Industrial plants release dangerous air pollutants into nearby Houston neighborhoods. The state’s air quality control board knows. Why doesn’t anyone do something about it?
Most investigative reporters strive to meet the standards set by Barlett and Steele.
EXPOSÉ’s “Friends in High Places” premieres on PBS tonight.
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An LA Times editorial sounds off on CIR’s earmark reporting and urges reforms.
Meet the top ten federal contractors hired to do heavy lifting for the Department of Defense — and find out what they’ve been up to lately.
In the next EXPOSÉ, the reporting duo Donald Barlett and James Steele reveal the inner workings one of the most powerful government contractors you’ve never heard of.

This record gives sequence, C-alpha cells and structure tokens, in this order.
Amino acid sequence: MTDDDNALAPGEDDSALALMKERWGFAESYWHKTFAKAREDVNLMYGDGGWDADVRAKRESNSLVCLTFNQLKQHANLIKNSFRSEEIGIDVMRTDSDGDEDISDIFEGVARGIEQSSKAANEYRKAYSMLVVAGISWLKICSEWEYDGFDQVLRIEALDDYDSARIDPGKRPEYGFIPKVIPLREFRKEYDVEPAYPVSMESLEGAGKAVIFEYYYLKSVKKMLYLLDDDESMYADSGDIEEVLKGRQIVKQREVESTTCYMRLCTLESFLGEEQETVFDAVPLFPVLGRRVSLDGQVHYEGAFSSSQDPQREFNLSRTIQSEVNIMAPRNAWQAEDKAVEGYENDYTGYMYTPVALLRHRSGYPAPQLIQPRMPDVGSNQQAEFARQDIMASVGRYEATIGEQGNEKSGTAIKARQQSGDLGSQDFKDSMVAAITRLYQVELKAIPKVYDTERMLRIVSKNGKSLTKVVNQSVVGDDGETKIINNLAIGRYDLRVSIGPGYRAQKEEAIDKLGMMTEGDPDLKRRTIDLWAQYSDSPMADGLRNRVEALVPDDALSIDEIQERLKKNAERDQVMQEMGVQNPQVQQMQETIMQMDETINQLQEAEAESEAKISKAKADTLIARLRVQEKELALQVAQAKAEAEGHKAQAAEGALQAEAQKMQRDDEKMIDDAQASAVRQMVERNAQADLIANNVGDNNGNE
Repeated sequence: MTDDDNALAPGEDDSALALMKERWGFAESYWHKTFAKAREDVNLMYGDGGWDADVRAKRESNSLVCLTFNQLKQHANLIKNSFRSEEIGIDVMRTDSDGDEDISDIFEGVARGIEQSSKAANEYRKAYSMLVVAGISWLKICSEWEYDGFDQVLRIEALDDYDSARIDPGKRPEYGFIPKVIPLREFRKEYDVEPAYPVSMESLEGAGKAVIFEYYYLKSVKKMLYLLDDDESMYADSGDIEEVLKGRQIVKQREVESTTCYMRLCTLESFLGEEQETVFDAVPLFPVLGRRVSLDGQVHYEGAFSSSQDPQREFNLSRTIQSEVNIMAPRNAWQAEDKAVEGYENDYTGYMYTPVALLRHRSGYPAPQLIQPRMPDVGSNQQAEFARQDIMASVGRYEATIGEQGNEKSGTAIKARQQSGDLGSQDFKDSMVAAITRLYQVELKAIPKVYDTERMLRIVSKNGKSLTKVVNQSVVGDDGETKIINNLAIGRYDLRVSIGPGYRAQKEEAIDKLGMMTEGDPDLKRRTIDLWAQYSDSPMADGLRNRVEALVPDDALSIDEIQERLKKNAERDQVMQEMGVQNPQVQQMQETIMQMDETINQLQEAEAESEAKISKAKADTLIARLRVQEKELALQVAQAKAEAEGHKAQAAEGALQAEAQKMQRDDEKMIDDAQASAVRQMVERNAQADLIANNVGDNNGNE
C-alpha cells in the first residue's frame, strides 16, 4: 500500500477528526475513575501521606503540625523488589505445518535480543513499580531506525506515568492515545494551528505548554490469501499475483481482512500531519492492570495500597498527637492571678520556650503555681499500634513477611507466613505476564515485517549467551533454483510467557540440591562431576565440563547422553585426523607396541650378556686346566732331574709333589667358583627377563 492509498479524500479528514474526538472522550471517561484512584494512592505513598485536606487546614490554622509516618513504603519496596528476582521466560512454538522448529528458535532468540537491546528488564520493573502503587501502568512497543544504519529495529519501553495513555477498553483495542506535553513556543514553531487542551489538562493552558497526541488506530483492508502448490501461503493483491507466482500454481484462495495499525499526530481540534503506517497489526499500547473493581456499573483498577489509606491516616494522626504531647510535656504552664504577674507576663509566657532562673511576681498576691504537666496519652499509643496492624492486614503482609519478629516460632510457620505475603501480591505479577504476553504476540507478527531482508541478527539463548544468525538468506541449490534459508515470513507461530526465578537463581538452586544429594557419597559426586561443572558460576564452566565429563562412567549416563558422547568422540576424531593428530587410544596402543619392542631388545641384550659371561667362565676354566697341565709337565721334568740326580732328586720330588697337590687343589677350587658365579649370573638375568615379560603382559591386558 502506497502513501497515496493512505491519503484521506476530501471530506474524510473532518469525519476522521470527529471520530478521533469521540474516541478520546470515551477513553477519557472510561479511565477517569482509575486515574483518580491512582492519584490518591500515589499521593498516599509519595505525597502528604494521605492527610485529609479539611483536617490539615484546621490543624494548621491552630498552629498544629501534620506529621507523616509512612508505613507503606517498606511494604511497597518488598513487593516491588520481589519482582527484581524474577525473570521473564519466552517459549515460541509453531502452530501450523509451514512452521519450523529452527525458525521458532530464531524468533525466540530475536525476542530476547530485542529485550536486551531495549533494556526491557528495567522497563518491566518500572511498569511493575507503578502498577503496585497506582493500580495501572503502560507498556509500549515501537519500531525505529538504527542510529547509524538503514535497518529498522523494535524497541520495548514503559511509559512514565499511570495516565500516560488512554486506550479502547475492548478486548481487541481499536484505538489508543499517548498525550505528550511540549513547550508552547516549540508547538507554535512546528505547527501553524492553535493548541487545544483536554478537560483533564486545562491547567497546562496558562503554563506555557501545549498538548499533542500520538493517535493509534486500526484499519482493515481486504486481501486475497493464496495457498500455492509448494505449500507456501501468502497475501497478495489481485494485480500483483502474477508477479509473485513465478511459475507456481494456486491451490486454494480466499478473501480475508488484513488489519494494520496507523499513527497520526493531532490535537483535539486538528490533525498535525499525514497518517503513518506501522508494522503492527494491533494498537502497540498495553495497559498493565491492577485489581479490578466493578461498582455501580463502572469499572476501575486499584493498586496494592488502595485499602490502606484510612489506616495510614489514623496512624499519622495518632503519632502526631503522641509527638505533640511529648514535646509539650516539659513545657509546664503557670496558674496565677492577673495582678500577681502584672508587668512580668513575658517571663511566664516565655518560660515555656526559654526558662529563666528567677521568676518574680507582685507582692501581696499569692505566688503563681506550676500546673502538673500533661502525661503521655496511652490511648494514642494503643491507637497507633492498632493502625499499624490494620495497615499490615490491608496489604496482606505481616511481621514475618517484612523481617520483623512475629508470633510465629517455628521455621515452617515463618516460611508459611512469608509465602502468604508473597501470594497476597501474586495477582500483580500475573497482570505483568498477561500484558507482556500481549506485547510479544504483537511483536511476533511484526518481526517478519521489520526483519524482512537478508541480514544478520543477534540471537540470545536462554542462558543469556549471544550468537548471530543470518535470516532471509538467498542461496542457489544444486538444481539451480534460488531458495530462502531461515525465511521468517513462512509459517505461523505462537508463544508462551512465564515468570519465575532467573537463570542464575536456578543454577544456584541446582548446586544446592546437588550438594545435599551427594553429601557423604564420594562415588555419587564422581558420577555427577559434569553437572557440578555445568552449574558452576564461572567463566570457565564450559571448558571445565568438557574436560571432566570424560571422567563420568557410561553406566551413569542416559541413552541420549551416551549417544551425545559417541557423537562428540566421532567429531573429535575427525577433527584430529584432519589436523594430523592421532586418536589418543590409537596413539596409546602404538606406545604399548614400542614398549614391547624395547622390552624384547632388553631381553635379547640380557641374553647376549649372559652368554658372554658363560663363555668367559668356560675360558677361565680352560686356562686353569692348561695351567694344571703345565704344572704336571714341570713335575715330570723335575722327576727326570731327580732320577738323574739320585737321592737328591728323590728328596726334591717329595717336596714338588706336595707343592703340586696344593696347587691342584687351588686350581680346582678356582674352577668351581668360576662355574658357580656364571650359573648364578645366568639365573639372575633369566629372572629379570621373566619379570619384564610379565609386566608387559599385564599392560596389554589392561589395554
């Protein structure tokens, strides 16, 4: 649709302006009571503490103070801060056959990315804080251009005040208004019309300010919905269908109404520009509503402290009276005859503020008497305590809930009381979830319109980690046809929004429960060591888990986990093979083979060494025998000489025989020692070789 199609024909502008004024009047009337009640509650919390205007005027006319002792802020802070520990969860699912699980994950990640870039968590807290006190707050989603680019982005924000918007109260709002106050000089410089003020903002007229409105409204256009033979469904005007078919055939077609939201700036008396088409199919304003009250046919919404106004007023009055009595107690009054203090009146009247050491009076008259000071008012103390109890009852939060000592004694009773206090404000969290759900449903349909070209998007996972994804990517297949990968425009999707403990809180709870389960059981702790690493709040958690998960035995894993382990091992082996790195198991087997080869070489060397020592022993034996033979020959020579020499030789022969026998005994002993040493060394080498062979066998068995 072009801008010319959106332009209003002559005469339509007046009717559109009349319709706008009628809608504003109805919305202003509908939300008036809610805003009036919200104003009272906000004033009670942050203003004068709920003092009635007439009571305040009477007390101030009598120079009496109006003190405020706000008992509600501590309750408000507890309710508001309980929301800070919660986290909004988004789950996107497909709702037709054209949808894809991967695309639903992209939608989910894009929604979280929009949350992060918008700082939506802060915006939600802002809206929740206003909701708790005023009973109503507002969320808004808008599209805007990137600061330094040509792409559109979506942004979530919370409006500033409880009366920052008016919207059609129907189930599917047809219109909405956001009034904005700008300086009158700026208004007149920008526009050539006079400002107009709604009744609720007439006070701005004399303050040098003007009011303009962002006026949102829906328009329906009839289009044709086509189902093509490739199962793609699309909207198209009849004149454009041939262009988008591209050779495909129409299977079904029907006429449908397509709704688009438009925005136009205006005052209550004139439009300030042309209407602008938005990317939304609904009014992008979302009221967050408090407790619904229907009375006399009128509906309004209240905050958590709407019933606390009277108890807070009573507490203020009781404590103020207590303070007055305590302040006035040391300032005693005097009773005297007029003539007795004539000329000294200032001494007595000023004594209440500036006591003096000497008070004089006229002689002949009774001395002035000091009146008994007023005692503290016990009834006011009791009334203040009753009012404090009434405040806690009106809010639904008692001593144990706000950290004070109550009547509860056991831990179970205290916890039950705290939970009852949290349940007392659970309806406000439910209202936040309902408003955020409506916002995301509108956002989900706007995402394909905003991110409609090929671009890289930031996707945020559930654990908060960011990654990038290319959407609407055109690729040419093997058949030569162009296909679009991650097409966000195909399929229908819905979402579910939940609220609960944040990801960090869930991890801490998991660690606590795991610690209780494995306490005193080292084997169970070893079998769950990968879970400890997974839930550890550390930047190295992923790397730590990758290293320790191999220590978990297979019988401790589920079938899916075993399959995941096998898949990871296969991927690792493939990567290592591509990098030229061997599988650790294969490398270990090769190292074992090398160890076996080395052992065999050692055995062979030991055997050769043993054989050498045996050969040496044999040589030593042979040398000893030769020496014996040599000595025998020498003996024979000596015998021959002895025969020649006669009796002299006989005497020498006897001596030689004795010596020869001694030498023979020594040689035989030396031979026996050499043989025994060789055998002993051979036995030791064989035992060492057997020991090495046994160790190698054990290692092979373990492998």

Thank you to the Sunlight Foundation’s “Real Time Investigations” project, where Bill Allison and Anupama Narayanswamy are undertaking a massive FOIA inquiry to create a searchable database that would be helpful to other reporters (like me).
While Democrats patted themselves on the back for their “earmark-free” spending bill earlier this year, some Republicans accused them of sneaking hidden earmarks into the bill. It turns out that some of the GOP critics were lobbying for earmarks behind the scenes.
In “Becoming the Story,” EXPOSÉ returns to San Francisco and the steroid scandal that rocked the sports world.
The PITTSBURGH TRIBUNE-REVIEW wrote up a guide for other journalists planning projects similar to Carl Prine’s investigation into the security of chemical plants and railroads. A condensed list of their advice: